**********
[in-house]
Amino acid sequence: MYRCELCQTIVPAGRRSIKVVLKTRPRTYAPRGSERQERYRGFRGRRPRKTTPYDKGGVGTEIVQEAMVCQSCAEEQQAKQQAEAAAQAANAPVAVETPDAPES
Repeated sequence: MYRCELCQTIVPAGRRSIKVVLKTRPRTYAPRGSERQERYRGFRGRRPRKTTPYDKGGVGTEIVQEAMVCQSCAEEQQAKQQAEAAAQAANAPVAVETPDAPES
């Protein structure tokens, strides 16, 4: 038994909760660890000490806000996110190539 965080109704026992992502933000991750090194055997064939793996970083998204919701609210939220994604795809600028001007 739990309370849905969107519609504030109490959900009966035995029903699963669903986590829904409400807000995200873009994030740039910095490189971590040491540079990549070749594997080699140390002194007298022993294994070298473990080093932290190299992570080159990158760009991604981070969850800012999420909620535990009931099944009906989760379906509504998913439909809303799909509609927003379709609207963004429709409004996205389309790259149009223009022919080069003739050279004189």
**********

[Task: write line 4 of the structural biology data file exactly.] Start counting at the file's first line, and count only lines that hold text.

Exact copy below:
């Protein structure tokens, strides 16, 4: 038994909760660890000490806000996110190539 965080109704026992992502933000991750090194055997064939793996970083998204919701609210939220994604795809600028001007 739990309370849905969107519609504030109490959900009966035995029903699963669903986590829904409400807000995200873009994030740039910095490189971590040491540079990549070749594997080699140390002194007298022993294994070298473990080093932290190299992570080159990158760009991604981070969850800012999420909620535990009931099944009906989760379906509504998913439909809303799909509609927003379709609207963004429709409004996205389309790259149009223009022919080069003739050279004189």